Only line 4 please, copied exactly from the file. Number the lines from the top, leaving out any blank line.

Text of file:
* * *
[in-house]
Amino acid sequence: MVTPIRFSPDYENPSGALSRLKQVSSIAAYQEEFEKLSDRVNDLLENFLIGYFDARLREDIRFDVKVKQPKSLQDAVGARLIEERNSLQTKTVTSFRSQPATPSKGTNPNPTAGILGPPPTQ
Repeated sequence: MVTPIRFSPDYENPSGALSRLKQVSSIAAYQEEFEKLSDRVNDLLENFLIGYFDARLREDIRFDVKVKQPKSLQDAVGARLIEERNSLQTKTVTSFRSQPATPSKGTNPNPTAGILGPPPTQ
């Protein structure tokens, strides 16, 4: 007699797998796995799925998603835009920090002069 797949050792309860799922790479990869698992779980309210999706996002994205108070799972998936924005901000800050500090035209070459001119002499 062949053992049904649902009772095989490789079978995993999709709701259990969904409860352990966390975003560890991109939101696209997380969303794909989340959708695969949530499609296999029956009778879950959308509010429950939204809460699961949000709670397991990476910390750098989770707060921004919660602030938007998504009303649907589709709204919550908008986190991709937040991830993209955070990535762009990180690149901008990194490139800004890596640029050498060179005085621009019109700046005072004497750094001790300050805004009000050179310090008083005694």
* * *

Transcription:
């Protein structure tokens, strides 16, 4: 007699797998796995799925998603835009920090002069 797949050792309860799922790479990869698992779980309210999706996002994205108070799972998936924005901000800050500090035209070459001119002499 062949053992049904649902009772095989490789079978995993999709709701259990969904409860352990966390975003560890991109939101696209997380969303794909989340959708695969949530499609296999029956009778879950959308509010429950939204809460699961949000709670397991990476910390750098989770707060921004919660602030938007998504009303649907589709709204919550908008986190991709937040991830993209955070990535762009990180690149901008990194490139800004890596640029050498060179005085621009019109700046005072004497750094001790300050805004009000050179310090008083005694």